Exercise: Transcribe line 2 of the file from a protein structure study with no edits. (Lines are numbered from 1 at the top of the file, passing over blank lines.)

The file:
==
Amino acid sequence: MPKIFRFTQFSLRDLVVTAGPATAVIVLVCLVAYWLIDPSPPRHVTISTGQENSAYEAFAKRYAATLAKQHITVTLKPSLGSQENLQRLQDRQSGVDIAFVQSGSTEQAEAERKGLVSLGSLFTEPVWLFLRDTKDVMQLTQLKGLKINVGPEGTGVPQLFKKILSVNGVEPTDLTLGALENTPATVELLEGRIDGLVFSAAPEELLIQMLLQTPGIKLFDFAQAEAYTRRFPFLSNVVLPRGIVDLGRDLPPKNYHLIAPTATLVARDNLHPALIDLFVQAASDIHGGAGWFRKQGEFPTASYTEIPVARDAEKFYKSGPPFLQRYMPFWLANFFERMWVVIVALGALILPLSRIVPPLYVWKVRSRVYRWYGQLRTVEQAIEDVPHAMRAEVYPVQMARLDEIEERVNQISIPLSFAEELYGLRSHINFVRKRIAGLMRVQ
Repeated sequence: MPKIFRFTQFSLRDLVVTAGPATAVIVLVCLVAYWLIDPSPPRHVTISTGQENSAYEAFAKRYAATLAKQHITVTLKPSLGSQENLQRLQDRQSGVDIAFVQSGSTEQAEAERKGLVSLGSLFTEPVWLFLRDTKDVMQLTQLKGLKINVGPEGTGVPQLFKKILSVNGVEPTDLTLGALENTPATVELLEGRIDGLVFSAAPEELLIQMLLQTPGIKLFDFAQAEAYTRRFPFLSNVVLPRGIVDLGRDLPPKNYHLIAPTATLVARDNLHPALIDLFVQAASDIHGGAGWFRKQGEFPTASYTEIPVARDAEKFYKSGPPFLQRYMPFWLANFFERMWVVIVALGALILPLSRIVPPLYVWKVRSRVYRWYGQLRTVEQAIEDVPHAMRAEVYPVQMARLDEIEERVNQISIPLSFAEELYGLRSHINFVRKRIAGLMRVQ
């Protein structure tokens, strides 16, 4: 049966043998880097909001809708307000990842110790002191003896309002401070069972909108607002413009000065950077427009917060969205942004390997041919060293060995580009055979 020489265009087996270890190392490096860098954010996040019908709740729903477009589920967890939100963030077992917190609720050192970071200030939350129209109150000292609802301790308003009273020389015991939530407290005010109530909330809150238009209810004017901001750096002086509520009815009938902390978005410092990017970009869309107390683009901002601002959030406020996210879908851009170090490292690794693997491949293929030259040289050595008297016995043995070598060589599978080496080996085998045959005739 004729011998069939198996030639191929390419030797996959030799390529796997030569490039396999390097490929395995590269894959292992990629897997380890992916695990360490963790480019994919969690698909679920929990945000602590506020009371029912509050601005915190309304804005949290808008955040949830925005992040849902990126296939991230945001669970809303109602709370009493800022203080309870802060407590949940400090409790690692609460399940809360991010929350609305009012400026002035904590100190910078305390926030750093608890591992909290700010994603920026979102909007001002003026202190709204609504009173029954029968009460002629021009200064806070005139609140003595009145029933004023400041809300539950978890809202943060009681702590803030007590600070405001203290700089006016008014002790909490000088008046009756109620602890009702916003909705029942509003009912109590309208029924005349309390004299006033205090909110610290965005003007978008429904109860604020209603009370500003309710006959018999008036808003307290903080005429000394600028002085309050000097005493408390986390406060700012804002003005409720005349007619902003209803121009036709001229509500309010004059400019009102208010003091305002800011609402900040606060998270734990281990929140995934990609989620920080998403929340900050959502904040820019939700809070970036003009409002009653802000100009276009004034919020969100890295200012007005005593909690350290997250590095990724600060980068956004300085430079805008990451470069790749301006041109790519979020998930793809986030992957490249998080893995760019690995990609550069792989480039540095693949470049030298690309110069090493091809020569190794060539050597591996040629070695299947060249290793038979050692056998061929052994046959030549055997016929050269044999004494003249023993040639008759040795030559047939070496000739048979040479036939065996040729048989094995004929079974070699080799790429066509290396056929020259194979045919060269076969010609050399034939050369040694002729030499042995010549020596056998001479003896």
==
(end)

Repeated sequence: MPKIFRFTQFSLRDLVVTAGPATAVIVLVCLVAYWLIDPSPPRHVTISTGQENSAYEAFAKRYAATLAKQHITVTLKPSLGSQENLQRLQDRQSGVDIAFVQSGSTEQAEAERKGLVSLGSLFTEPVWLFLRDTKDVMQLTQLKGLKINVGPEGTGVPQLFKKILSVNGVEPTDLTLGALENTPATVELLEGRIDGLVFSAAPEELLIQMLLQTPGIKLFDFAQAEAYTRRFPFLSNVVLPRGIVDLGRDLPPKNYHLIAPTATLVARDNLHPALIDLFVQAASDIHGGAGWFRKQGEFPTASYTEIPVARDAEKFYKSGPPFLQRYMPFWLANFFERMWVVIVALGALILPLSRIVPPLYVWKVRSRVYRWYGQLRTVEQAIEDVPHAMRAEVYPVQMARLDEIEERVNQISIPLSFAEELYGLRSHINFVRKRIAGLMRVQ